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04 January 2017 | by Christopher Lamb

 

The messy civil war engulfing the Knights of Malta could have a positive side effect for Pope Francis. It might spell the end for his most prominent critic. Thanks to some nifty footwork from Francis, Cardinal Raymond Burke – who is threatening to correct the Pope publicly for going soft on Communion for divorcees who remarry – is facing an investigation into the dismissal of senior knight, Albrecht von Boeselager, in a row over the distribution of condoms in Africa.

Just before Christmas, the Pope swiftly set up a papal commission to investigate the saga of Boeselager’s sacking, which allegedly was in breach of the knights’ own rules, a move that puts serious pressure on Burke, the patron of the order and the link man between the knights and the Vatican.

This has come about because it was the cardinal who told Boeselager that the Holy See wished for him to go, despite the issue of condoms being distributed as part of an aid programme having been resolved between the order and the Vatican some years ago. Burke is left with some awkward questions. Did he have the authority to claim the Holy See wanted Boeselager out? Did he consult anyone inside the Vatican before the dismissal? Did he consult Pope Francis? And if not, why not?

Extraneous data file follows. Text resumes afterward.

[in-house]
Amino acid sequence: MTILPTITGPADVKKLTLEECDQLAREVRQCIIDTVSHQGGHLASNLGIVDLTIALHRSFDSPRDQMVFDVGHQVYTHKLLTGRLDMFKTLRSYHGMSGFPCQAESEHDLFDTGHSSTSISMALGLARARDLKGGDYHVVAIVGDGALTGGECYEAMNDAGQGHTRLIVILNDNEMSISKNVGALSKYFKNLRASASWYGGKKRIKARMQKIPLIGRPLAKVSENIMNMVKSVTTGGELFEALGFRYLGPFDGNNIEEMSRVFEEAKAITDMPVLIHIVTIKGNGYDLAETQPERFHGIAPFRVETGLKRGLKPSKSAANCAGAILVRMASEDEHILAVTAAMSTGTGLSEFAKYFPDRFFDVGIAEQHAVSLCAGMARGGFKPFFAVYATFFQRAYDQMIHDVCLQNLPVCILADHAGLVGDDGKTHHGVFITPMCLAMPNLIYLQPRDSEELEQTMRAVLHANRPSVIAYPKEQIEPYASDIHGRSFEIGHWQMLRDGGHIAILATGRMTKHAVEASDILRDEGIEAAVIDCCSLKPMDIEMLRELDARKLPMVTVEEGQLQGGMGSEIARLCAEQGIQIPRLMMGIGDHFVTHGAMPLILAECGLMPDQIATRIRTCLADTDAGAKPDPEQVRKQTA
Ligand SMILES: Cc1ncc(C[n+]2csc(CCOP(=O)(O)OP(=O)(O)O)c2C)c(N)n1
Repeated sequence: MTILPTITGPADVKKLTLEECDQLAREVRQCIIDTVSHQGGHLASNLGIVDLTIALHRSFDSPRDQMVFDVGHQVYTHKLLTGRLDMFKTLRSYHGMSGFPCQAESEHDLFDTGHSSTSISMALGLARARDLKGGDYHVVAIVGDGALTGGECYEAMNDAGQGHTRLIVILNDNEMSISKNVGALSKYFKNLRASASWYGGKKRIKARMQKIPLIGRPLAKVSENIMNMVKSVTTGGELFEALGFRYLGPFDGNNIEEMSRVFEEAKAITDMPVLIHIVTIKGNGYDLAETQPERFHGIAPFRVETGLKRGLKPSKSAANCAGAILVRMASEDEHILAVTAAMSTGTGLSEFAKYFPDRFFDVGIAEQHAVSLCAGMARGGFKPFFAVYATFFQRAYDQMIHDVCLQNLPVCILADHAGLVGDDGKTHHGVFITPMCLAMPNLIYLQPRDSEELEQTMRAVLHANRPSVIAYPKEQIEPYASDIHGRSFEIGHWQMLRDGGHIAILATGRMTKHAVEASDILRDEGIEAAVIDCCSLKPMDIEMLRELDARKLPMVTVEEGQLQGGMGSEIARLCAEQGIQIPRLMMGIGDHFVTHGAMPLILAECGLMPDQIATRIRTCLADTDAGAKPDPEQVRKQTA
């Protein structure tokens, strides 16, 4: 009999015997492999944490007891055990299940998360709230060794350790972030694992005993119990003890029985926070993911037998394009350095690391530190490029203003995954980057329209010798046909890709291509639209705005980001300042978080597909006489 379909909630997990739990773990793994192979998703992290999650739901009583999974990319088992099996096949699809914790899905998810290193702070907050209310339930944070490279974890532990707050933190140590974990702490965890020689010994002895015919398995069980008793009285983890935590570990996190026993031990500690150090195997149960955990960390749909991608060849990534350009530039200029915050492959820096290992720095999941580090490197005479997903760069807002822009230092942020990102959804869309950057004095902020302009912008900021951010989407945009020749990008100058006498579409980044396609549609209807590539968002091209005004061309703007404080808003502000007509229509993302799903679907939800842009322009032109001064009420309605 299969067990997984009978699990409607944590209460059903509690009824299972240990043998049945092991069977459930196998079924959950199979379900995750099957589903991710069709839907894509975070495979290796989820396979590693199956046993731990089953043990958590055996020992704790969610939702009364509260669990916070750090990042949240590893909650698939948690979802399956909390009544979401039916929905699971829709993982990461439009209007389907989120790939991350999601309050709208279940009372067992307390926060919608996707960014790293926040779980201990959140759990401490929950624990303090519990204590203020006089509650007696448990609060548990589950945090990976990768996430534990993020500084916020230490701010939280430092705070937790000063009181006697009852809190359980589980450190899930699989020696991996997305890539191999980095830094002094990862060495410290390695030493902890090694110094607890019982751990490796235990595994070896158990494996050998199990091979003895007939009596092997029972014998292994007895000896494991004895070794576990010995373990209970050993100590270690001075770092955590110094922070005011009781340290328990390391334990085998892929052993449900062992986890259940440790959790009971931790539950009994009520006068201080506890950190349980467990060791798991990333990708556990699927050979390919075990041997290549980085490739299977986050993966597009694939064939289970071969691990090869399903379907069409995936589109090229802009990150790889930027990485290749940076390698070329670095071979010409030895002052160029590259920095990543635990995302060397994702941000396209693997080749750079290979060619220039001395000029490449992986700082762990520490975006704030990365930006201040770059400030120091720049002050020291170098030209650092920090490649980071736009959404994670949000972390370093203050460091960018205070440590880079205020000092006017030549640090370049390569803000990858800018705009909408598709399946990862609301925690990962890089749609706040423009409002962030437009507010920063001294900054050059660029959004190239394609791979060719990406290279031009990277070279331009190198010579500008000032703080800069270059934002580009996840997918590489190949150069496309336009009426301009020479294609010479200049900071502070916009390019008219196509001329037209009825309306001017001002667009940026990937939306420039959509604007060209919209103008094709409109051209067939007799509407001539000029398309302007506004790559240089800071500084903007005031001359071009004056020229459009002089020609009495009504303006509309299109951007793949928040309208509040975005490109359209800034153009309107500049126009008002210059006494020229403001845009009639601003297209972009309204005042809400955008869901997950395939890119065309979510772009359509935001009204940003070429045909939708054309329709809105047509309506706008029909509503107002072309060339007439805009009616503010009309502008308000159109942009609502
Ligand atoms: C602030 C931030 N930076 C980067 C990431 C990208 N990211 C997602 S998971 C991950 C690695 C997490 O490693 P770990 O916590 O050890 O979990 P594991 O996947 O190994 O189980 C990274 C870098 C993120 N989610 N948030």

If the cardinal is found to have gone against the wishes of the Holy See then the Pope has little choice but to move Burke or to place the order under some a form of special measures. Either way the cardinal is in difficulties.

Meanwhile the knights have virtually declared war on the Pope, with the Grand Master, Matthew Festing, taking the extraordinary decision to tell Francis that his investigation is unwarranted and that he has no business interfering in the order’s affairs.





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